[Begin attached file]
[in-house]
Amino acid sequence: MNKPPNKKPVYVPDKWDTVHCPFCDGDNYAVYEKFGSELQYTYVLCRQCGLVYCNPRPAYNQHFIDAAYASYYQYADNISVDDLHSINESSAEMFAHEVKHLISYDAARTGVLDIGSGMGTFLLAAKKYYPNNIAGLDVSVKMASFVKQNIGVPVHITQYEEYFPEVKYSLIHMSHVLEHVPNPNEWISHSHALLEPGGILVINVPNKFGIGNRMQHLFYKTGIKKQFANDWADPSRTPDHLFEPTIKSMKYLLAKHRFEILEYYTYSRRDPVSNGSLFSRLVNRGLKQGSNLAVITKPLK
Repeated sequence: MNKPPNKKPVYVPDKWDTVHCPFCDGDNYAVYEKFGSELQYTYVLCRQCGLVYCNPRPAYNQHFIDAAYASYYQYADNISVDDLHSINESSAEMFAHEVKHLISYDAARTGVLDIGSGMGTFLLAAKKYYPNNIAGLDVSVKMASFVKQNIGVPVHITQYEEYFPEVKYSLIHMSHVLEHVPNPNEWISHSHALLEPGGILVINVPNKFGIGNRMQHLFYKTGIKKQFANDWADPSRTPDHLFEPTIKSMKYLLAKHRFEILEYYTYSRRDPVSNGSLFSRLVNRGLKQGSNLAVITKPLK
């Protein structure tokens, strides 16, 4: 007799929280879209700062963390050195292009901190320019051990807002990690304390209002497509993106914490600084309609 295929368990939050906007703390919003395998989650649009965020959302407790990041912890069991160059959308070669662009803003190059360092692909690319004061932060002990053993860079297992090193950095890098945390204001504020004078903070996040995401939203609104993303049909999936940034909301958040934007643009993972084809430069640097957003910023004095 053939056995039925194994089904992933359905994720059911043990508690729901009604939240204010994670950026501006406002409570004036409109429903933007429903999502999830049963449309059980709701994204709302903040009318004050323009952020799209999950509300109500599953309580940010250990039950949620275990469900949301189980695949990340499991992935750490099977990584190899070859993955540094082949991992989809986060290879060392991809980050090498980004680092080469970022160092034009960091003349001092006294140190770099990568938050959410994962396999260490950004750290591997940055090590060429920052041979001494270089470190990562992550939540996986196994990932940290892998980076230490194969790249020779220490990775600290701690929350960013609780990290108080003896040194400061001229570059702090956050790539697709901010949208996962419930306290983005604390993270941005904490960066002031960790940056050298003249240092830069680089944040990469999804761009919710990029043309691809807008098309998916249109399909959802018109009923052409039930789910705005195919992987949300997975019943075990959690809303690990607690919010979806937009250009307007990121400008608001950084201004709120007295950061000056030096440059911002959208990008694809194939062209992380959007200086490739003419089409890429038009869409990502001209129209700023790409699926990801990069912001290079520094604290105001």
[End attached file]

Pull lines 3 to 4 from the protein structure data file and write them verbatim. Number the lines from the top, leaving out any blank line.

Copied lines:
Repeated sequence: MNKPPNKKPVYVPDKWDTVHCPFCDGDNYAVYEKFGSELQYTYVLCRQCGLVYCNPRPAYNQHFIDAAYASYYQYADNISVDDLHSINESSAEMFAHEVKHLISYDAARTGVLDIGSGMGTFLLAAKKYYPNNIAGLDVSVKMASFVKQNIGVPVHITQYEEYFPEVKYSLIHMSHVLEHVPNPNEWISHSHALLEPGGILVINVPNKFGIGNRMQHLFYKTGIKKQFANDWADPSRTPDHLFEPTIKSMKYLLAKHRFEILEYYTYSRRDPVSNGSLFSRLVNRGLKQGSNLAVITKPLK
């Protein structure tokens, strides 16, 4: 007799929280879209700062963390050195292009901190320019051990807002990690304390209002497509993106914490600084309609 295929368990939050906007703390919003395998989650649009965020959302407790990041912890069991160059959308070669662009803003190059360092692909690319004061932060002990053993860079297992090193950095890098945390204001504020004078903070996040995401939203609104993303049909999936940034909301958040934007643009993972084809430069640097957003910023004095 053939056995039925194994089904992933359905994720059911043990508690729901009604939240204010994670950026501006406002409570004036409109429903933007429903999502999830049963449309059980709701994204709302903040009318004050323009952020799209999950509300109500599953309580940010250990039950949620275990469900949301189980695949990340499991992935750490099977990584190899070859993955540094082949991992989809986060290879060392991809980050090498980004680092080469970022160092034009960091003349001092006294140190770099990568938050959410994962396999260490950004750290591997940055090590060429920052041979001494270089470190990562992550939540996986196994990932940290892998980076230490194969790249020779220490990775600290701690929350960013609780990290108080003896040194400061001229570059702090956050790539697709901010949208996962419930306290983005604390993270941005904490960066002031960790940056050298003249240092830069680089944040990469999804761009919710990029043309691809807008098309998916249109399909959802018109009923052409039930789910705005195919992987949300997975019943075990959690809303690990607690919010979806937009250009307007990121400008608001950084201004709120007295950061000056030096440059911002959208990008694809194939062209992380959007200086490739003419089409890429038009869409990502001209129209700023790409699926990801990069912001290079520094604290105001």